Cold water fish. Cold water fish like wild salmon, cod, sardines, haddock and sole are all high in fats that have great anti-inflammatory properties. Keyword: WILD (skip the farm raised)

Vegetables. Surprise! Vegetables are good for you. 🙂 However, most North Americans aren’t getting enough plants into their diets. You should be eating at least 8 or 9 servings of veggies every day. That means you should have vegetables with each meal. Make them bright and colorful, and leafy and green!

Seeds and nuts. Walnuts, sesame seeds and almonds all contain omega-3 fats that reduce inflammation.

Fruit and berries. Blueberries, pineapple, raspberries, cherries, strawberries and apples are all examples of fruits that may help reduce inflammation within the body.

Turmeric and other herbs and spices. Turmeric, ginger, garlic, basil, oregano—take your pick because all of those herbs and spices are very very high in nutrients and fight inflammation. Try chopping a bunch of herbs and combining with garlic and olive oil for an anti-inflammatory meat marinade!

Chocolate. Every once in awhile some good chocolate is a great thing to eat. I’m talking about chocolate that’s at least 70% pure cocoa and no more than one ounce at a time. Make sure it’s organic!

Green Tea. Whether it’s hot or cold, green tea sort of acts like a liquid vegetable, putting up an inflammatory fight within your body. And please make sure that tea is organic.

Now that you know what foods you should eat to reduce that inflammation, here’s what you should avoid!

The top foods to avoid in order to reduce inflammation:

• Margarine and other trans fats
• White flour
• Sugar
• Deep fried foods
• Excessive alcohol

Did you know it’s Crock-Tober Time? That’s right—and we’ve got it all figured out for you! If you want a great way to get dinner on the table, use your crock cooker! Click here for details!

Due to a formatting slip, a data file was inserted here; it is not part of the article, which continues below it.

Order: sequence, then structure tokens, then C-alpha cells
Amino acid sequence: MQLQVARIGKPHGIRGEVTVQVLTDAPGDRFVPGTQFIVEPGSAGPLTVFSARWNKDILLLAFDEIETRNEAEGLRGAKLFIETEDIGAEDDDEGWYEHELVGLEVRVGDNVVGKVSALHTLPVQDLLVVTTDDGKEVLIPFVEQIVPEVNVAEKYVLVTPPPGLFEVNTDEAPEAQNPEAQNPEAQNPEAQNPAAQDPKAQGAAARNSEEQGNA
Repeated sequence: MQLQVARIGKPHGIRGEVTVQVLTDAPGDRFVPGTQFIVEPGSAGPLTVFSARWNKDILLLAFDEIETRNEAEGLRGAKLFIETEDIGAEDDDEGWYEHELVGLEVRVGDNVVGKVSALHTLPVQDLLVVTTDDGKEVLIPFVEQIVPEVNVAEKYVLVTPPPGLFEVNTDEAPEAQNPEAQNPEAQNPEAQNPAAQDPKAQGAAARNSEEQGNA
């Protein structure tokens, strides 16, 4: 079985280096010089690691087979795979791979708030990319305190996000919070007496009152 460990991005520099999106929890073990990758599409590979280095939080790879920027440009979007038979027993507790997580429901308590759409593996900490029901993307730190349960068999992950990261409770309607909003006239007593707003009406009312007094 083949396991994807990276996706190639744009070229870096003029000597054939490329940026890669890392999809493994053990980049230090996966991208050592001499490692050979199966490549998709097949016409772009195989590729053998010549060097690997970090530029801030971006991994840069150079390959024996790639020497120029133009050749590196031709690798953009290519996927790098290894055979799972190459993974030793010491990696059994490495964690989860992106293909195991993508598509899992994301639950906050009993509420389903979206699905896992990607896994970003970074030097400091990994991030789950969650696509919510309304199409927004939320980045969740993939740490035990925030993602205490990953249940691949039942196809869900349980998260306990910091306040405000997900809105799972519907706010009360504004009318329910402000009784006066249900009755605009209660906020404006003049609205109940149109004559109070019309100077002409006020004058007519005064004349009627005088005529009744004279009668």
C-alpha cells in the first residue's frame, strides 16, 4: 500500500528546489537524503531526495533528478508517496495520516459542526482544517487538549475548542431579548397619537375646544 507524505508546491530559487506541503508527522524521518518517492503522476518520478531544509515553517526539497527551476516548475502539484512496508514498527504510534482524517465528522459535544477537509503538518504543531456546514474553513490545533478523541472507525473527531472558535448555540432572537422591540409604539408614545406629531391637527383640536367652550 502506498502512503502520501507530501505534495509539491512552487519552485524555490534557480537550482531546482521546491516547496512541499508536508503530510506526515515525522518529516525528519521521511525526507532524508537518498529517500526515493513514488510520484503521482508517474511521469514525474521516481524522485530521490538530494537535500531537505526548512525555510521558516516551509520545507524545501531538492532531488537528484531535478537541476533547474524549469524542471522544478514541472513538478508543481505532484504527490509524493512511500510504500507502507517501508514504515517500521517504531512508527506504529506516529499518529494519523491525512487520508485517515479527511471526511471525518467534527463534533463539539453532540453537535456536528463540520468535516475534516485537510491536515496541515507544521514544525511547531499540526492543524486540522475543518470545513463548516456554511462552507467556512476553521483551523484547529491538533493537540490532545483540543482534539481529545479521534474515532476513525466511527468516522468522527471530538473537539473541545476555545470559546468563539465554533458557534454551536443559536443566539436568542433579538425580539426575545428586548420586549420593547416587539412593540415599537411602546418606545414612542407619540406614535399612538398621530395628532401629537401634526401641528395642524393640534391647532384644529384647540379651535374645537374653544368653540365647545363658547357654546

7 foods to lower inflammation in your body

Do you have Mother Nature’s Motrin sitting in your cupboard

Do you have Mother Nature’s Motrin sitting in your cupboard

By: Leanne Ely

 

In order to lessen your risk of developing chronic disease, you have to lower inflammation. One of the best ways to get rid of that inflammation is through your awesome diet! So today, I’m going to give you a great tip, a new trick, and a fabulous recipe focusing on an anti-inflammatory superstar: Turmeric!

You wouldn’t think that one of the ingredients on your spice rack might be a hero in the world of battling inflammation, but it’s true.

Turmeric contains a pharmacological agent by the name of curcumin. This curcurmin has properties that are comparable to Motrin and other over-the-counter anti-inflammatories on the market. But, turmeric doesn’t produce the side effects that these NSAIDs do. (Bonus!)

If you have arthritis or any other inflammatory issues, eat turmeric on everything! It will bring you great relief and cool down that inflammation.

Turmeric will also help to reduce the amount of mucus in your body, it helps with bowel health and it can even protect against cancer and cardiovascular disease. Did I mention that turmeric can also lower your cholesterol? SCORE!

Now, for your Trick:

Add turmeric to all of your egg dishes. It will make them healthier and more yellow, but without adding an overwhelming flavor! Add it to your steamed cauliflower as well. Mmm!

Your Tip:

Turmeric is susceptible to light, so be sure to store it in a dark, cool cupboard.

And your Recipe:

Curried Beef
Serves 4

INGREDIENTS:
1 pound stewing beef, cut into 1-inch pieces
1 tablespoon olive oil
1/4 teaspoon turmeric
1/2 teaspoon sea salt
1/4 teaspoon freshly ground black pepper
1/8 teaspoon chili powder
3 teaspoons dark sesame oil
1 tablespoon minced gingerroot
3 cloves garlic, minced
2 cups low sodium beef broth, or use homemade
2 tablespoons fish sauce

COOKING INSTRUCTIONS: